Title: Batman Europa
Written by: Brian Azzarello, Matteo Casali
Art by: Jim Lee (issue 1 – Berlin), Giuseppe Camuncoli (issue 2 – Prague), Diego Latorre (issue 3 – Paris), Gerald Parel (issue 4 – Rome)
Price: $22.99 – Hardcover – 146 pages
Publication Date: April 19th, 2016 (collecting the four issue miniseries from 2015-2016)
The premise of this book interested me. Batman and the Joker have both been infected with a virus. They receive clues that bring them together and necessitate their cooperation as they navigate four European cities to solve the mystery of their poisoning and to find a cure. As time passes the effect of the virus becomes more pronounced. Will these ultimate enemies of the DC universe keep from killing each other long enough for the Colussus virus to kill them first?
Aspects of this series really work for me and others don’t. From issue 1 to 3 the art becomes more surreal. The choice seems to be that as the virus becomes more pronounced that Batman has a greater difficulty perceiving reality. The choice is a good one but the execution fell down for me in issue 3. The Paris chapter has a stunning cover (seen above) but the interior art became so muddied for me that if it weren’t for the text insets I would have had no idea what was happening. There are moments that remind me of Dave McKean’s groundbreaking work on Arkham Asylum: A Serious House on Serious Earth but the tones were so dark (at least digitally) that I couldn’t really appreciate the uniqueness of the art.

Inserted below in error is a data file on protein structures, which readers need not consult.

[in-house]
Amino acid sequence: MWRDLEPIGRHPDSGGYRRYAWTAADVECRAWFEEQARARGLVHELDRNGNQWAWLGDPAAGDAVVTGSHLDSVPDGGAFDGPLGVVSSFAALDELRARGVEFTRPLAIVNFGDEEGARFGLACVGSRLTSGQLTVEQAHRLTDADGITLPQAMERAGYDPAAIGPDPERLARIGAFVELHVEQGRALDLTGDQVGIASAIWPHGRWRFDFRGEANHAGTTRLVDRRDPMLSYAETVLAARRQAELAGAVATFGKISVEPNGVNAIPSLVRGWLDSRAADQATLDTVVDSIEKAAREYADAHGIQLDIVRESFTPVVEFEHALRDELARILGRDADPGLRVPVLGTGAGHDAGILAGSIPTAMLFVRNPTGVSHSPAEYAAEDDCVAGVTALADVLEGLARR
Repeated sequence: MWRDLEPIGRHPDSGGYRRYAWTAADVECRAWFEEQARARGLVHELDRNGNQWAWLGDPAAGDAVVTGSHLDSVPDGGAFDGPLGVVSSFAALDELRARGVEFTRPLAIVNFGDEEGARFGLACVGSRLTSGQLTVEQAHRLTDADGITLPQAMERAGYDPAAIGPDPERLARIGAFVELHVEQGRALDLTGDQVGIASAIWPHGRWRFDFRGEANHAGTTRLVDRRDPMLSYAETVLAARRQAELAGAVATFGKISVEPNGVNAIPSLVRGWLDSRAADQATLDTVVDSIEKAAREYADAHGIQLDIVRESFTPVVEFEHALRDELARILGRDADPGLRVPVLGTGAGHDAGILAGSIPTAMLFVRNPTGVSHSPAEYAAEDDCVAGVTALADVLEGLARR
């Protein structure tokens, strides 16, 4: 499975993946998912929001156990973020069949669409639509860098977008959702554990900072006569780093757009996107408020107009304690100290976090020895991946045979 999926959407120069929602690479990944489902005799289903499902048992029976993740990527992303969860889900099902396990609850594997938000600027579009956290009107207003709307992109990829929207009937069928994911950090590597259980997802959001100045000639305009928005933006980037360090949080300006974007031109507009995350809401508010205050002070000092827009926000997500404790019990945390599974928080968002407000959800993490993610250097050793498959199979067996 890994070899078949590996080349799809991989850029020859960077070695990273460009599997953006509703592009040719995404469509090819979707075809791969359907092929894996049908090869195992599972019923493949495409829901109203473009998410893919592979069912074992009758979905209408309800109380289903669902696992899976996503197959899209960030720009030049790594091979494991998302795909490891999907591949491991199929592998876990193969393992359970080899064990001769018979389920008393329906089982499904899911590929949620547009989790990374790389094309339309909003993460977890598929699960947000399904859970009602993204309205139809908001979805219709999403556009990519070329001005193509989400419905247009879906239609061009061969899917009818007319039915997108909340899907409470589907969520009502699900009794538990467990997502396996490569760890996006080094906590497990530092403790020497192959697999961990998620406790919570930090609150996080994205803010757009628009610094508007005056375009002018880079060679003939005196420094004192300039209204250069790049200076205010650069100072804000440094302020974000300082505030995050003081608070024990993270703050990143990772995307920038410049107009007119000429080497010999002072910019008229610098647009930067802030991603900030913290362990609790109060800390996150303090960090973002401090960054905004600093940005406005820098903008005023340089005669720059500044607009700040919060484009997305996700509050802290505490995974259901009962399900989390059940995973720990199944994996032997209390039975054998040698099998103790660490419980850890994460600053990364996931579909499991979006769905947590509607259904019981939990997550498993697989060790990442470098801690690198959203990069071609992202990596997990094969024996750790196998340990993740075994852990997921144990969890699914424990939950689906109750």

The characterizations here also seem to miss an opportunity. I read complaints that felt that Batman was out of character for a couple of the issues. I felt that this was a consequence of the virus. In fact Batman makes a couple of out of character jokes and I thought I knew how things were going to go and then they didn’t. What I anticipated was that Batman was going to become more delirious and more like the Joker and that the Joker was going to become more serious and more like Batman. That didn’t really occur. Batman just became a little less Batman and that was it.
In issue 4 the big bad is revealed and I have to say I was surprised and underwhelmed. Batman comments “Of course it’s ___” but I don’t see how there was any ‘of course’ to it at all. For me the nature of the attack was totally out of character for this villain so the reaction surprised me. The end fight between Batman and the main villain ends the book similar to how it started with a fight between Batman and a vastly superior physical opponent. In each case Batman wins by just hitting the other guy a lot. Nothing clever, no gadgets, just punching a lot. Moments from dying of a virus and he just punches a lot. Meh.
There are some good moments in this series and some great art sprinkled in (even in parts of issue 3) but it didn’t really grab me the way I thought it might with Azzarello writing. Not a bad read if you can find the issues for cheap but I don’t think I would shell out 23 bucks to get it.
Some other stories of superheroes in Europe include:
- Catwoman: When in Rome by Jeph Loeb and Tim Sale – A fun, sexy story with Selina that follows up the work they did on The Long Halloween and Dark Victory. Definitely worth a read.
- Spider-Man versus Wolverine by Jim Owsley and Mark Bright – This was a one-shot that Marvel did that felt like it was going to be a cool team-up of two of the most popular characters in Marvel comics. It was cool but I was surprised at how dark it was. The writer also killed off a character that was heavily involved in a plot in the monthly Spider-Man titles. The writers of those books were not pleased.
- The Shade by James Robinson, Cully Hamner, Javier Pulido, Frazer Irving, Darwyn Cooke, Jill Thompson, and Gene Ha. While the end seemed to wrap up a bit strangely, I really enjoyed the ride through Europe with a character that is far more grey than either black or white. You can sort of throw away the overall plot although it is fine. The value here is in a series of wonderful vignettes filling in the backstory of the character.